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  • A man and a woman sit next to each other.
  • A family stands together - a mother, child, and father with a baby on his back - looking out into the distance.
  • Two men sit together.
  • Two men in coats stand next to each other near a wall.
PREVIOUSLY PLAYED

STILL I LIVE ON

2:15   8:10*

Wednesday, October 23

*The 8:10 screening will be introduced by Aiko Masubuchi

どっこい生きてる (Dokkoi ikiteru)

Director Tadashi Imai
Cast Chôjûrô Kawarasaki, Kan’emon Nakamura, Isao Kimura
Screenplay Hisaya Iwasa | Cinematography Yoshio Miyajima
1951 | Japan | 35mm print courtesy The Japan Foundation Film Library | approx. 103 min. | In Japanese with English subtitles

Taking cues from the Italian neo-realists, this hard-hitting socialist drama is a devastating tale of the trials of a poor day-laborer trying to sustain his family. Served as a manifesto of the Independent Production movement after the “red purge” and Toho union struggle of the late 40s, the film stars actors from Zenshin-za theatre troupe (Humanity and Paper Balloons) and was funded by donations collected by recently independent kabuki actors who had also re-committed to keeping the art for the common people. Shot by master cinematographer Yoshio Miyajima (The Human Condition) whose 110th anniversary is this year.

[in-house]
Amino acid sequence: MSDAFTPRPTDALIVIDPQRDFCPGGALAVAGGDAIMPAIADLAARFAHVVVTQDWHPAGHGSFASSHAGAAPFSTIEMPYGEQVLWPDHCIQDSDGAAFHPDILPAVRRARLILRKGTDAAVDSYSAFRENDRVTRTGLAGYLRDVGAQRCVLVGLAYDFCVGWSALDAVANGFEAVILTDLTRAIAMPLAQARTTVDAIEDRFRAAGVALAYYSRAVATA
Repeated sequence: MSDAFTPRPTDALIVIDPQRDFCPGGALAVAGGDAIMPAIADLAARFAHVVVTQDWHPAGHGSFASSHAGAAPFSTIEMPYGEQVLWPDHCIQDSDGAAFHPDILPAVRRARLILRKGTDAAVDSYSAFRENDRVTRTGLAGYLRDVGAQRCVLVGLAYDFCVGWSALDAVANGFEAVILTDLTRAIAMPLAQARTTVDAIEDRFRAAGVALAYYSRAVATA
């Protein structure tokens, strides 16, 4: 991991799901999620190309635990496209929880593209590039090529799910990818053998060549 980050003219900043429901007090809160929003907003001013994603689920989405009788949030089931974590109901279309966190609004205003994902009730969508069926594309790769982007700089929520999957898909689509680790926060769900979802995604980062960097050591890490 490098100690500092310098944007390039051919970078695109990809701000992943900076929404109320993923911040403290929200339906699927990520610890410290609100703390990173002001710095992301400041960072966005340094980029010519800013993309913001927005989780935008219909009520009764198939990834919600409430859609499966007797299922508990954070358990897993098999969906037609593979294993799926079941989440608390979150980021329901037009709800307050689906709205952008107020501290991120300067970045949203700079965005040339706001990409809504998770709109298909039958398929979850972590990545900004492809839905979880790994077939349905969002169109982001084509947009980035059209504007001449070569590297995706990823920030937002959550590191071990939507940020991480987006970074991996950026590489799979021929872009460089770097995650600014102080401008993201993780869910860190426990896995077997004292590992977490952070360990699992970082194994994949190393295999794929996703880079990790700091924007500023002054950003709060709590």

STILL I LIVE ON © Dokuritsu Pro.

Reviews

“One of the first major examples of the postwar Italian influence, the direction being patterned after De Sica’s in Bicycle Thieves. The story was persuasively presented, though many felt that Imai’s compromise with the star system inherent in his use of the Communist Party’s Zenshin-za theatrical troupe considerably invalidated his message, even though the ensemble gave the acting a rare unity in style.”
– Donald Richie